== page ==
#3 A point on realtors and the contract to purchase. I basically don't like to work with a realtor but I have, because many of them have the misguided idea that the seller and buyer must never see each other before the closing table for fear they will upset each other and kill the deal.
But, as they say, "with that said" you are probably better to go with a realtor since this is not an area of experience for you. They will protect you but here's a 'heads up' and data.
There are 3 kinds of realtors, buyer realtor, seller realtor and transactional realtor (who represents both sides at the same time - not the best idea).
With that said (smile) regardless of what realtors will say you can totally negotiate commissions on both sides way down for a cash deal and a quick closing.
They are hungry right now and will not want to walk away from a deal, some money as opposed to no money. Remember they make their money on the sale of the house, higher price more commission.
The key important documents are purchase agreement (contact to buy which is binding, if you break it because you find a better deal they can sue you) and the disclosures of serious faults with the house.
You don't need an appraisal (regardless of what the realtor says because they want to give their appraiser friend some business) but you do want a "bull dog" inspector to do a thorough inspection.
This is a point of finding out everything that's wrong with the house and can be used to negotiate price or have seller fix before deed is transferred. Most property is sold as-is so make sure you get a good inspection so you know what you're getting into.
My neighbor bought a big house for top dollar a few years back without an inspection and told me he didn't realize he was getting a "fixer"; roof leaks and plumbing problems.
As far as purchase contracts, you can put it on a napkin or paper bag (I've actually done that and closed) as long as house address, purchase price with seller and buyer signed it is legal.
I wouldn't recommend that but the point is don't get hung up on the mystique of a legal contact, it's not as important as realtors make it out to be.
If you want a basic purchase agreement that's good in every state which I used for years let me know in comments and I'll attach it. The purchase agreement doesn't survive closing so whatever you want agreed to before closing has to be in it, and per judges I've talked with hand written notes initialed are more binding than printed boiler plate purchase agreement paragraphs.
#4 Make sure the title company or attorney gets a survey. They are valid for 7 years so if the one the seller has is older than 7 years you need a new one.
This gives you property boundaries and is what will be needed for any future add-ons for modifications to the land like pool addition or room addition, etc.
#5 Make sure the title company or attorney can get clear title once the loan is paid off. I shouldn't have to say this but I can count on more that one hand the times we had to go back and handle something that came up which was missed in the title search to get clear title, like a contractor that put a lien the property and was never paid off.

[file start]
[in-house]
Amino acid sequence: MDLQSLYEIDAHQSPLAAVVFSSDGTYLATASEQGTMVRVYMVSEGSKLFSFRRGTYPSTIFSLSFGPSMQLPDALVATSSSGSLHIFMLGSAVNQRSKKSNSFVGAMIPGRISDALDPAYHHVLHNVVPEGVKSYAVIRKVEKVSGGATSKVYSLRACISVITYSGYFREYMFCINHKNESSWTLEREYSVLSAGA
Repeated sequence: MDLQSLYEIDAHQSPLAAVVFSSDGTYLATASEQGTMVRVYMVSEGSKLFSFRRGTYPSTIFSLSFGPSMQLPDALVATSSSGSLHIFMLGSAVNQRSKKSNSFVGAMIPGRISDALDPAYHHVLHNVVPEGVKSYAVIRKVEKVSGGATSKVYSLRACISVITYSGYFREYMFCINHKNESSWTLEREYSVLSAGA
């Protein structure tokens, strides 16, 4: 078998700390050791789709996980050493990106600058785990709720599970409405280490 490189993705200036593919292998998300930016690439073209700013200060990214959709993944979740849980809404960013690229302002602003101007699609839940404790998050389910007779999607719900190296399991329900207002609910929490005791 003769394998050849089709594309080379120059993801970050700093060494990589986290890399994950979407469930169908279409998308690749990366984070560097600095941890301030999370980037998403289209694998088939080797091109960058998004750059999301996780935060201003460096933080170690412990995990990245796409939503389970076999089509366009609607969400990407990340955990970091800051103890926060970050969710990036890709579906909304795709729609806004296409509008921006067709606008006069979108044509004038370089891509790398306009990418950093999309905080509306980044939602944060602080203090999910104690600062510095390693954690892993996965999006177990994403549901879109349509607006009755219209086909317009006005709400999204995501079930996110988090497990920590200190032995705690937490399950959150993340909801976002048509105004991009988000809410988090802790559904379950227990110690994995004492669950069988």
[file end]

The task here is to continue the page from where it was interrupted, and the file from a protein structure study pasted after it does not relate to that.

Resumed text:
It's a real pain in the b*** because the seller has no interest in helping, they've been paid and are out of the loop.
That's why I always insist on meeting and establishing a good relationship with the seller WAY before we get to the closing table.
I've had whole houses of furniture and tools in the garage left with the house at no additional cost, which they were going to sell, just because they liked us and we said we could use them.
#5 Finding and getting the house you want - This may seem a little strange but you have cash to work with and if you see a house you like, and have a realtor working for you, I have MANY times walked up to a door of a house I'd looked up in county records and liked and asked them if they would be interested in selling for cash!
I bought a lot of great houses that way. Point - Every house is for sale, it's just that some sellers don't know it yet (smile). These are some of the best deals because they don't have to go through the hassle of listing it and all the details of being always ready to show.
They have a cash buyer standing right in front of them but have never told anyone they privately would love to sell and move someplace else. So don't underestimate this strategy, especially in this economy.
As side point. If there really are more than 6 million dinar holders in the US, within 6 months of the RV I expect house prices to go up so you would want to move on any house or land you would like to buy as soon as possible.
The other point, generally, is there are 2 types of property states, warranty deed and trust deed.
A warranty deed state (like Florida) is between buyer and seller directly (simple and clean) and a trust deed state (like California) has a 3rd person who is a trustee what holds title and has to sign deed over to new owner (a little more complicated).
So make sure you understand which type of state yours is. You may have to add a trustee paragraph into my purchase agreement, but no biggy.
I'm sure there is more I can give you but you will have to ask specific questions. Over the years I've run into every imaginable situation as an investor buying and selling houses.
One thing I would add is this. When you are buying a home, you want the price to be low whereas your own realtor wants the price to be high so that their commission is high.
They want to use the state Realtor-approved contracts for their services, and this ensures the languages is lined up to getting them the higher commission.
Next time, I want to either revise or amend or strike out portions of the Realtor contract. I want an amended paragraph that shows an agreed "starting price" on the house which would be our best guess at where it might be.
Then I'd add a formula that gives them their percentage if the sales price is higher BUT TWICE as much percentage for every dollar that the sales price decreases. I want them working to lower the price actively.
Disclaimer: This is not to be considered or used as "professional" advice - Please seek your own Professional banker - realtor - and attorney